OREGON – It is back to the drawing board for the Ogle County Board.
On June 27, the Oregon City Council voted to deny the county's request to close part of 6th Street to build a new county jail. Although the vote was 3-2 in favor of the closure, this vote required a super majority to pass.
Oregon Mayor Ken Williams and commissioners Terry Schuster and Kurt Wilson voted in favor of the closure, while commissioners Jim Barnes and Tom Izer voted against it.
“There was nothing surprising,” Ogle County Board Chairman Kim Gouker said of the vote. “At this point we can't use the street, which is a big problem for us.”
He said the county will still use the planned location for the new jail, which is just west of the Judicial Center on 5th Street. But because it can't close the street, it cannot bring prisoners into the Judicial Center using a secure sallyport as intended. Now the county will have to look at possibly going under or over the street.
“They haven't left us any good options,” Gouker said of the vote, adding that the county will discuss options at the July or August board meeting.
But to Barnes, there was only one option – not closing the street.
“All I know is the people that I represent, my constituents, 99 percent of them say they do not want that jail in downtown Oregon,” Barnes said. “That's what I am fighting for, those people.”
But the county still plans to build the jail downtown, even without the street closure. So what will Barnes do now?
“That I don't know,” he said.
He did say he understands that the county needs a new jail. He just doesn't think a location in downtown Oregon is where it should be. When asked what he would say to those who point out a jail has been in nearly the same location for more than a century, Barnes said just because it has always been there doesn't mean a new one should be there.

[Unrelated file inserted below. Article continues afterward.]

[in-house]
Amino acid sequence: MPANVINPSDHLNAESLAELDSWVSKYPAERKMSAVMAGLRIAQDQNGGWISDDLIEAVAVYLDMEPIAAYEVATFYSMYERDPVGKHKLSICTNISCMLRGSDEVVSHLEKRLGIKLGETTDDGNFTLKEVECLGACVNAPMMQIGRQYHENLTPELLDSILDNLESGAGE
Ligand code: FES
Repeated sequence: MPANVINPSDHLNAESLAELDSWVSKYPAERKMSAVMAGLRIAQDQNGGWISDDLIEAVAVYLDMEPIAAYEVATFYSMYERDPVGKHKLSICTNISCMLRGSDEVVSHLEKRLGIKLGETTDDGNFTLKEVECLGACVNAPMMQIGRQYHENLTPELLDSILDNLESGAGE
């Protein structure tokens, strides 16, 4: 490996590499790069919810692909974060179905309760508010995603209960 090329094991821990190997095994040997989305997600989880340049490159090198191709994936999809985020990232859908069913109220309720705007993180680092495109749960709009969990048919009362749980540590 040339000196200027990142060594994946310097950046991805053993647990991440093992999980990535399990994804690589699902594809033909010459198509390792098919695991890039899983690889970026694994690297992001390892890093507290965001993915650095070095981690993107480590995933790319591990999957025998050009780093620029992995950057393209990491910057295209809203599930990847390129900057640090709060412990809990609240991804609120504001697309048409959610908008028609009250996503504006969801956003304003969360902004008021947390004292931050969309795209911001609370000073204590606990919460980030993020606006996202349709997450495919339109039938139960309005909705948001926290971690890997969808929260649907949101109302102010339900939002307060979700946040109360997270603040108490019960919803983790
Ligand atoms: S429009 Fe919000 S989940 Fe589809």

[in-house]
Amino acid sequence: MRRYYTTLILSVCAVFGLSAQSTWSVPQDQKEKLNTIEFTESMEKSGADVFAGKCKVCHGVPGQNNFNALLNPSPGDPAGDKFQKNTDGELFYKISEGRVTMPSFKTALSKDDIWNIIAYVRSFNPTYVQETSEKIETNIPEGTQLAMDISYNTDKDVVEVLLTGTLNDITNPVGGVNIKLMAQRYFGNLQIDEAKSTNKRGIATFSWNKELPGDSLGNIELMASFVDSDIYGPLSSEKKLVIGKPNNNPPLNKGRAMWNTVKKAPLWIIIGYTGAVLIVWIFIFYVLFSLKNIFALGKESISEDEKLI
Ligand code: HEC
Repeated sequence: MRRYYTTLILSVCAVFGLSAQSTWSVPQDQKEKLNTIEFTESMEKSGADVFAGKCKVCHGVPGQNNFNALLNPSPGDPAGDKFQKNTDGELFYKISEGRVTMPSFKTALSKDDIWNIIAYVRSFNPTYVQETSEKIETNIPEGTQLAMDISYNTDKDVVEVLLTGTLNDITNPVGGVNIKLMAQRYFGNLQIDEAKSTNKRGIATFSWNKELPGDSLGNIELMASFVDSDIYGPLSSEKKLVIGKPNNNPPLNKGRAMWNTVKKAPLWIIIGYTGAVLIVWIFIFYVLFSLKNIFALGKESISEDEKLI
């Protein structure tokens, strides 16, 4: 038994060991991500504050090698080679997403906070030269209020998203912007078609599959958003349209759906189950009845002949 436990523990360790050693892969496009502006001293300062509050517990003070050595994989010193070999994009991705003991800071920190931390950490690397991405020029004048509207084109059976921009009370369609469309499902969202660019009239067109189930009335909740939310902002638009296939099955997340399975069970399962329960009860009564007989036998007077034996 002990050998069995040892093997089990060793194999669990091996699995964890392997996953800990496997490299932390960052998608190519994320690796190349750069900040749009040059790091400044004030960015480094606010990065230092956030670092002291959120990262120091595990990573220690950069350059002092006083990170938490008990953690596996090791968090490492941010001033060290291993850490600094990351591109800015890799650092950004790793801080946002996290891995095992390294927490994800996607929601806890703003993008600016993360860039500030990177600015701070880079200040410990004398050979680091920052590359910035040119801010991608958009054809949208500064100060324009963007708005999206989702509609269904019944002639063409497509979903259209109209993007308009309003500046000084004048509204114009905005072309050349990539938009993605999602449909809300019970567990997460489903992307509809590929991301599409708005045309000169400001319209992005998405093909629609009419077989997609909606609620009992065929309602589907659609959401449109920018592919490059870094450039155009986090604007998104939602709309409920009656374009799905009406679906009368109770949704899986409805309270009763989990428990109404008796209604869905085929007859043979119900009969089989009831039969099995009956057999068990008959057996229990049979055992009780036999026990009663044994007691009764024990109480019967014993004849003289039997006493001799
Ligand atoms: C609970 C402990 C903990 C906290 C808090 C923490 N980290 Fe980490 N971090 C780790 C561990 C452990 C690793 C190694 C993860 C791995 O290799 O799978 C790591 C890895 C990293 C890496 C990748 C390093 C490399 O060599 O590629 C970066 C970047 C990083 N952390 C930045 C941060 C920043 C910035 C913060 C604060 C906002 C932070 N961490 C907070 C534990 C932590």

But it apparently will be.
“Sixth Street is , by far, the logical location,” said County Board member Ron Colson, who attended the meeting. “Leaving Sixth Street open will have a very negative effect on the cost and efficiency of the building, but by all logic the jail has to be connected to the courts building (by) skyway, tunnel, your choice.”
Gouker said any other option will be “less secure, more costly and less efficient.”
He said delays in the project could mean more money out of county coffers as well, due to increased interest rates and construction costs. Gouker also said jail personnel will have to continue to work in sub-standard conditions in the current jail, which has multiple maintenance issues.
Gouker said it should be noted that the majority of the council did approve the closure, but that the two who voted against it made up their minds months ago – before they even had all of the information on the plan.
“That's a violation of their fiduciary responsibility as elected officials,” Gouker said.
He also said that the threat Barnes made at the meeting about the city not issuing building permits for the jail would be met with legal action if it actually came to pass.
The proposal has a new jail would be build on county-owned land. The city recently approved zoning the property commercial. The jail would house between 180 to 200 prisoners and would cost a total of about $25 million.